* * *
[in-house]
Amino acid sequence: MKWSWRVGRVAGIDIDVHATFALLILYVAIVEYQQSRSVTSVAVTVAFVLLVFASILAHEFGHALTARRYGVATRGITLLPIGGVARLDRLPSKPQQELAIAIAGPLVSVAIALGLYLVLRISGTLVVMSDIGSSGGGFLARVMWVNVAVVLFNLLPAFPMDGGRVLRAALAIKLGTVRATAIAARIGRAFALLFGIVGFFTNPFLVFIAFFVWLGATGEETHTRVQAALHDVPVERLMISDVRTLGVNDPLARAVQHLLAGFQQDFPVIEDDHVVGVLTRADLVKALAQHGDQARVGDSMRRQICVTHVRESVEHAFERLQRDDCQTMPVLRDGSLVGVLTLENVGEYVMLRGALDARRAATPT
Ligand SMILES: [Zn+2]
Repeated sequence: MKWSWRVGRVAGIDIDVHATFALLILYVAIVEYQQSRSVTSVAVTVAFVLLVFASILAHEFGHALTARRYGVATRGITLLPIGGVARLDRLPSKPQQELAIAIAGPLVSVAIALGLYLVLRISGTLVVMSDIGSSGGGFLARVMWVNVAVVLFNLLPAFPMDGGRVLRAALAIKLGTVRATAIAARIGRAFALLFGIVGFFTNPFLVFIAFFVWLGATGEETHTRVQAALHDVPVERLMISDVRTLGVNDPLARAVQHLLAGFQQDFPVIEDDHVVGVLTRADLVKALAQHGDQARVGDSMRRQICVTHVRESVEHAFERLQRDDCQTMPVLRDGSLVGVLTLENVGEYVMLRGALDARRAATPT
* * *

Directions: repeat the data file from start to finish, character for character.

[in-house]
Amino acid sequence: MKWSWRVGRVAGIDIDVHATFALLILYVAIVEYQQSRSVTSVAVTVAFVLLVFASILAHEFGHALTARRYGVATRGITLLPIGGVARLDRLPSKPQQELAIAIAGPLVSVAIALGLYLVLRISGTLVVMSDIGSSGGGFLARVMWVNVAVVLFNLLPAFPMDGGRVLRAALAIKLGTVRATAIAARIGRAFALLFGIVGFFTNPFLVFIAFFVWLGATGEETHTRVQAALHDVPVERLMISDVRTLGVNDPLARAVQHLLAGFQQDFPVIEDDHVVGVLTRADLVKALAQHGDQARVGDSMRRQICVTHVRESVEHAFERLQRDDCQTMPVLRDGSLVGVLTLENVGEYVMLRGALDARRAATPT
Ligand SMILES: [Zn+2]
Repeated sequence: MKWSWRVGRVAGIDIDVHATFALLILYVAIVEYQQSRSVTSVAVTVAFVLLVFASILAHEFGHALTARRYGVATRGITLLPIGGVARLDRLPSKPQQELAIAIAGPLVSVAIALGLYLVLRISGTLVVMSDIGSSGGGFLARVMWVNVAVVLFNLLPAFPMDGGRVLRAALAIKLGTVRATAIAARIGRAFALLFGIVGFFTNPFLVFIAFFVWLGATGEETHTRVQAALHDVPVERLMISDVRTLGVNDPLARAVQHLLAGFQQDFPVIEDDHVVGVLTRADLVKALAQHGDQARVGDSMRRQICVTHVRESVEHAFERLQRDDCQTMPVLRDGSLVGVLTLENVGEYVMLRGALDARRAATPT